Pathways of radioactive substances in the environment

Renshaw, Joanna and Handley-Sidhu, Stephanie and Brookshaw, Diana R (2011) Pathways of radioactive substances in the environment. In: Nuclear Power and the Environment. RSC Publishing Ltd, London, pp. 152-176. ISBN 9781849731942

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Abstract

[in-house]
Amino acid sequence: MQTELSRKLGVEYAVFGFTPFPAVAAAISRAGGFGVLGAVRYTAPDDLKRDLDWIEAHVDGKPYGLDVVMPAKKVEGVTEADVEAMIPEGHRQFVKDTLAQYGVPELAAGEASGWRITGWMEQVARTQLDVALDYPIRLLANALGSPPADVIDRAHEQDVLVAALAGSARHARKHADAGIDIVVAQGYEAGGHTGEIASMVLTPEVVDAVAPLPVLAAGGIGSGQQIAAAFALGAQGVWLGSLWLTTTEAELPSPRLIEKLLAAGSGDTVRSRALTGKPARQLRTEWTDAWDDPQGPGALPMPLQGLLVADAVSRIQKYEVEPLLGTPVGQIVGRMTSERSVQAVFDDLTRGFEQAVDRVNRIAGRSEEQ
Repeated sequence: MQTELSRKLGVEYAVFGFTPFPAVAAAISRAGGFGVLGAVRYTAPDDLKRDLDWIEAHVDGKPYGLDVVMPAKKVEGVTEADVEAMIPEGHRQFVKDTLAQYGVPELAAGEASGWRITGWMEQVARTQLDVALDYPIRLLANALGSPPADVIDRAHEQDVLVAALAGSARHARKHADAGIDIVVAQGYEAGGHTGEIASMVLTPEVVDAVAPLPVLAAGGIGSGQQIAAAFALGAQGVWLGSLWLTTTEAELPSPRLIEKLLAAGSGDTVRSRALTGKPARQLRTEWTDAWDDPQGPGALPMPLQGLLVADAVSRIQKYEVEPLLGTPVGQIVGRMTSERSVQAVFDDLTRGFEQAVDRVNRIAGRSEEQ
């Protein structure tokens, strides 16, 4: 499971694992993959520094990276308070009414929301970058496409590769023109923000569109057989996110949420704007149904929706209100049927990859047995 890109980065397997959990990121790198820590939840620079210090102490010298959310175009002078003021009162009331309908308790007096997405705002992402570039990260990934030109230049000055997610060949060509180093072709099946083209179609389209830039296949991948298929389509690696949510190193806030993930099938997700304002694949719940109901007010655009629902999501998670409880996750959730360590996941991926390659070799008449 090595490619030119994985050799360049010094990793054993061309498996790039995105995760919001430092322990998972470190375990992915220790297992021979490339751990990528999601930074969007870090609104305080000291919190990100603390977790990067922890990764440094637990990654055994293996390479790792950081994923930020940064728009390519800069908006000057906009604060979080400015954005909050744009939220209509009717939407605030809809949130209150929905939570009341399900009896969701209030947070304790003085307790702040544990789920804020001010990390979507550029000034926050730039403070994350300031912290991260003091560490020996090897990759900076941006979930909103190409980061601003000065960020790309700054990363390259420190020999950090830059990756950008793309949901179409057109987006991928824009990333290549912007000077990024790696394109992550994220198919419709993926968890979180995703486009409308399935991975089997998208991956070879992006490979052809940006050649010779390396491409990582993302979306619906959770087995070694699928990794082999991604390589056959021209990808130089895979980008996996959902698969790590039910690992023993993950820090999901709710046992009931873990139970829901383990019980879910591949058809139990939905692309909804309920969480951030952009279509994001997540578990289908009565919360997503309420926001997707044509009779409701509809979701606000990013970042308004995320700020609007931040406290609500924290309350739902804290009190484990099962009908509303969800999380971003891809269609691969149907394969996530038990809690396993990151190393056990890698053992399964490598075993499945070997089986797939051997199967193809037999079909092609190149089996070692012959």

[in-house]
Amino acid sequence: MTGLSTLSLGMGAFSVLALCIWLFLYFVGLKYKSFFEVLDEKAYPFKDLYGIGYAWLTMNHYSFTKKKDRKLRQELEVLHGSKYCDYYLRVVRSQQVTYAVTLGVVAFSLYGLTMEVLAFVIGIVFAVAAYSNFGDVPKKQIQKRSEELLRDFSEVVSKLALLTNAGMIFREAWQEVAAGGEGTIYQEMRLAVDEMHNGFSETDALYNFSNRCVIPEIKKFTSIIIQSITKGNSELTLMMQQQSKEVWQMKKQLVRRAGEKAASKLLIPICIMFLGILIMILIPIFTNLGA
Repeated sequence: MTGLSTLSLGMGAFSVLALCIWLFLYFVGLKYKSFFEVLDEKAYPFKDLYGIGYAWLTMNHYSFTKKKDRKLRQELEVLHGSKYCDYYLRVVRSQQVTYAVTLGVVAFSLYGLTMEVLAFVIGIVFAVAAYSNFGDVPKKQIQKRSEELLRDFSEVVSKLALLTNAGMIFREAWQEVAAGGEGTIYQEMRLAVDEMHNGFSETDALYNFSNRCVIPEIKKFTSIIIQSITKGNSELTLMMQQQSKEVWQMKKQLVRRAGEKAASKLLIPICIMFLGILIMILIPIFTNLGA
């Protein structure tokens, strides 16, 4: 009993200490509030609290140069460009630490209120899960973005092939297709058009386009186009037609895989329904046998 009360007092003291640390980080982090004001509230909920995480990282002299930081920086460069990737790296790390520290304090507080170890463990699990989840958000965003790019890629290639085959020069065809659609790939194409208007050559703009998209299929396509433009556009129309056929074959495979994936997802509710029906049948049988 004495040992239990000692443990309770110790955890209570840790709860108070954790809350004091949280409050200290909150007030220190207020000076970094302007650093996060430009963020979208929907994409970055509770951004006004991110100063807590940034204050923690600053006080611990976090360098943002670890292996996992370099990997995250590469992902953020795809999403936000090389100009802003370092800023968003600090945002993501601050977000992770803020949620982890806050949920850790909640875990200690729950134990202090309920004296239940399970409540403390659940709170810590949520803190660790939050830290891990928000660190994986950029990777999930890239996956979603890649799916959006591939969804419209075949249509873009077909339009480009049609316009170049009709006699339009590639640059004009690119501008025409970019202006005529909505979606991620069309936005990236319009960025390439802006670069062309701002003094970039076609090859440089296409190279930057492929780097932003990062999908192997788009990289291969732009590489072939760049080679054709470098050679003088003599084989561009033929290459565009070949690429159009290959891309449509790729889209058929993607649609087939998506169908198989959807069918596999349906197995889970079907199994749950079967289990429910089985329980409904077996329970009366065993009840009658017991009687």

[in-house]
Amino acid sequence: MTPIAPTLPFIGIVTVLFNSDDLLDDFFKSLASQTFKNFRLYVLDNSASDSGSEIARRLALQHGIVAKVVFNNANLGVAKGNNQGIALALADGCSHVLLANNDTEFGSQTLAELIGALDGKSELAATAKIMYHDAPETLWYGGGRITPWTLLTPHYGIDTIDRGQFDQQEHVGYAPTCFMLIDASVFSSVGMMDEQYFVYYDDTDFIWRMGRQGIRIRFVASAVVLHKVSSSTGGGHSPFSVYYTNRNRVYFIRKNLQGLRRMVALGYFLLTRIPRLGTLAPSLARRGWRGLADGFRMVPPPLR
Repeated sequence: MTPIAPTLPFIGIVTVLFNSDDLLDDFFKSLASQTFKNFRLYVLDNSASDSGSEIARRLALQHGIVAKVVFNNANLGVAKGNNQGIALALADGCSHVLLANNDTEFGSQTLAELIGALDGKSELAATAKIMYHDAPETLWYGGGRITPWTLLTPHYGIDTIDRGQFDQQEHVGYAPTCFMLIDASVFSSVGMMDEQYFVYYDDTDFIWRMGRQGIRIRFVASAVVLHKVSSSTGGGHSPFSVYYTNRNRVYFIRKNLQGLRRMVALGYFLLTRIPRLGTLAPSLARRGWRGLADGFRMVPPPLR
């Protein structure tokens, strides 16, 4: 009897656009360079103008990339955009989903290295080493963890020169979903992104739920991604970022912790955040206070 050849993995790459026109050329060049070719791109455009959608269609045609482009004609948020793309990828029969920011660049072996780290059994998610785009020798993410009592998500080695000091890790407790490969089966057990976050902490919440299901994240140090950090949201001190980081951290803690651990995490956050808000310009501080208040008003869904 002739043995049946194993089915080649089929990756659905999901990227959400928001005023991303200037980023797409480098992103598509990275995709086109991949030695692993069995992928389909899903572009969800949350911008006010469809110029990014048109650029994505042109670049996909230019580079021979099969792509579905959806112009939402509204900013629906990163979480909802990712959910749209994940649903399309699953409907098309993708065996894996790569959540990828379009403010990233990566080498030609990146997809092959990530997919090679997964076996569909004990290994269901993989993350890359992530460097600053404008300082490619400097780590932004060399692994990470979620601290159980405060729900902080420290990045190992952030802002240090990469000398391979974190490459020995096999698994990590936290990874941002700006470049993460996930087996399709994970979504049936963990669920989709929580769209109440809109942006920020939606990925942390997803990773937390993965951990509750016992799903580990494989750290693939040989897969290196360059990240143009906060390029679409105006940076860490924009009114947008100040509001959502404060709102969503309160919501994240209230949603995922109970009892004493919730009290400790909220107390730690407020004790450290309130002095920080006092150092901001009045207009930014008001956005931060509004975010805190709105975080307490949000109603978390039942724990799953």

The release and transport of radionuclides in the environment is a subject of great public concern. The primary sources of radionuclides in the environment are nuclear weapons testing and production, and the processes associated with the nuclear fuel cycle. Whilst nuclear weapons tests have been the main source of atmospheric contamination, resulting in global, low-level contamination, sites associated with weapon production and the nuclear fuel cycle can have localised high levels of contamination, and the spread of this contamination via aquatic pathways represents a significant environmental problem. Migration in the atmosphere will depend on the nature of the radioactive material and the prevailing meteorological conditions. Within surface water and groundwater environments, transport will be controlled by physical processes such as advection and the biogeochemical conditions in the system. In systems with significant flow, advection will be the dominant transport process, but as hydraulic conductivity decreases, chemical processes and conditions become increasingly important in controlling radionuclide migration. Factors such as solution phase chemistry (e.g. ionic strength and ligand concentrations), Eh and the nature of mineral phases in the system have a critical effect on radionuclide speciation, controlling partitioning between solution and solid phases and hence migration. Understanding the complex interplay between these parameters is essential for predicting radionuclide behaviour and migration in the environment.